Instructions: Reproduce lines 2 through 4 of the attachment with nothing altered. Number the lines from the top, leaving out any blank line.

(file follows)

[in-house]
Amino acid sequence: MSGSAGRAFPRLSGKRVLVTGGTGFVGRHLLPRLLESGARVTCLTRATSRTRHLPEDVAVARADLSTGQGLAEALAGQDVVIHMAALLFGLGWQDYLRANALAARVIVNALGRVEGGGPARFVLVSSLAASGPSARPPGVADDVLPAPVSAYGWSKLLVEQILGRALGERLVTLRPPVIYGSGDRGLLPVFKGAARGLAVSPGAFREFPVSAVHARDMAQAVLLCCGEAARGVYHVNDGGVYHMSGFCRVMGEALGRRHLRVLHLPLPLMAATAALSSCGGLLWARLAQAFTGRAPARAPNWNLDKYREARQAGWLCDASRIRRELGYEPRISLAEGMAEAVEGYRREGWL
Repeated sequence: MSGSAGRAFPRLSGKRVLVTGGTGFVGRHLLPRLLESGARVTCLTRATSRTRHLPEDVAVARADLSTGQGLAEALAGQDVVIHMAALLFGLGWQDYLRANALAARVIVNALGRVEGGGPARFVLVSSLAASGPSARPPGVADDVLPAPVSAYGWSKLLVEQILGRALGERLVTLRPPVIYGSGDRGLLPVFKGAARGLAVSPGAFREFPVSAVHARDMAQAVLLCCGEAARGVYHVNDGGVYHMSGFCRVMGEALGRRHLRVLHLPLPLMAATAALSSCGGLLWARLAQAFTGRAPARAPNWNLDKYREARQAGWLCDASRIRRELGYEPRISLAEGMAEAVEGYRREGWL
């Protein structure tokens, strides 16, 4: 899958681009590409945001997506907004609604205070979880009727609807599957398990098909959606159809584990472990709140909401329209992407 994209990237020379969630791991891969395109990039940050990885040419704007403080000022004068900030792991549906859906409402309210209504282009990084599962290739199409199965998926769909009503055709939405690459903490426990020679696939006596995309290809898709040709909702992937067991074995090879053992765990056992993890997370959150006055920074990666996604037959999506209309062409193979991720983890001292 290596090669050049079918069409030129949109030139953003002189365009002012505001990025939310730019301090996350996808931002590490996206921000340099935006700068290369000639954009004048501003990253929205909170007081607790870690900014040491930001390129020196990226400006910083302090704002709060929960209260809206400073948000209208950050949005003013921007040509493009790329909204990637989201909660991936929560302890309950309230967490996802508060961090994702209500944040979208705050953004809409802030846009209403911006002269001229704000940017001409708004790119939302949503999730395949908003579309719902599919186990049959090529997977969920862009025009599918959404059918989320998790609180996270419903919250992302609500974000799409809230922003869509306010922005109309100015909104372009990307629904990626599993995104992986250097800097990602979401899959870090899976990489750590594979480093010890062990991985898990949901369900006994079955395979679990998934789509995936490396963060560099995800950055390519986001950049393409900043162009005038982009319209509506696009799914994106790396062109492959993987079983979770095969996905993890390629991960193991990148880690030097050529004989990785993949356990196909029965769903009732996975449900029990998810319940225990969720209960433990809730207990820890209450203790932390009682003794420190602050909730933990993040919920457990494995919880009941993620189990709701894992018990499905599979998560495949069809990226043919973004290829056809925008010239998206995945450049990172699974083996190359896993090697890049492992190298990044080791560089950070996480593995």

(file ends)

Amino acid sequence: MSGSAGRAFPRLSGKRVLVTGGTGFVGRHLLPRLLESGARVTCLTRATSRTRHLPEDVAVARADLSTGQGLAEALAGQDVVIHMAALLFGLGWQDYLRANALAARVIVNALGRVEGGGPARFVLVSSLAASGPSARPPGVADDVLPAPVSAYGWSKLLVEQILGRALGERLVTLRPPVIYGSGDRGLLPVFKGAARGLAVSPGAFREFPVSAVHARDMAQAVLLCCGEAARGVYHVNDGGVYHMSGFCRVMGEALGRRHLRVLHLPLPLMAATAALSSCGGLLWARLAQAFTGRAPARAPNWNLDKYREARQAGWLCDASRIRRELGYEPRISLAEGMAEAVEGYRREGWL
Repeated sequence: MSGSAGRAFPRLSGKRVLVTGGTGFVGRHLLPRLLESGARVTCLTRATSRTRHLPEDVAVARADLSTGQGLAEALAGQDVVIHMAALLFGLGWQDYLRANALAARVIVNALGRVEGGGPARFVLVSSLAASGPSARPPGVADDVLPAPVSAYGWSKLLVEQILGRALGERLVTLRPPVIYGSGDRGLLPVFKGAARGLAVSPGAFREFPVSAVHARDMAQAVLLCCGEAARGVYHVNDGGVYHMSGFCRVMGEALGRRHLRVLHLPLPLMAATAALSSCGGLLWARLAQAFTGRAPARAPNWNLDKYREARQAGWLCDASRIRRELGYEPRISLAEGMAEAVEGYRREGWL
């Protein structure tokens, strides 16, 4: 899958681009590409945001997506907004609604205070979880009727609807599957398990098909959606159809584990472990709140909401329209992407 994209990237020379969630791991891969395109990039940050990885040419704007403080000022004068900030792991549906859906409402309210209504282009990084599962290739199409199965998926769909009503055709939405690459903490426990020679696939006596995309290809898709040709909702992937067991074995090879053992765990056992993890997370959150006055920074990666996604037959999506209309062409193979991720983890001292 290596090669050049079918069409030129949109030139953003002189365009002012505001990025939310730019301090996350996808931002590490996206921000340099935006700068290369000639954009004048501003990253929205909170007081607790870690900014040491930001390129020196990226400006910083302090704002709060929960209260809206400073948000209208950050949005003013921007040509493009790329909204990637989201909660991936929560302890309950309230967490996802508060961090994702209500944040979208705050953004809409802030846009209403911006002269001229704000940017001409708004790119939302949503999730395949908003579309719902599919186990049959090529997977969920862009025009599918959404059918989320998790609180996270419903919250992302609500974000799409809230922003869509306010922005109309100015909104372009990307629904990626599993995104992986250097800097990602979401899959870090899976990489750590594979480093010890062990991985898990949901369900006994079955395979679990998934789509995936490396963060560099995800950055390519986001950049393409900043162009005038982009319209509506696009799914994106790396062109492959993987079983979770095969996905993890390629991960193991990148880690030097050529004989990785993949356990196909029965769903009732996975449900029990998810319940225990969720209960433990809730207990820890209450203790932390009682003794420190602050909730933990993040919920457990494995919880009941993620189990709701894992018990499905599979998560495949069809990226043919973004290829056809925008010239998206995945450049990172699974083996190359896993090697890049492992190298990044080791560089950070996480593995």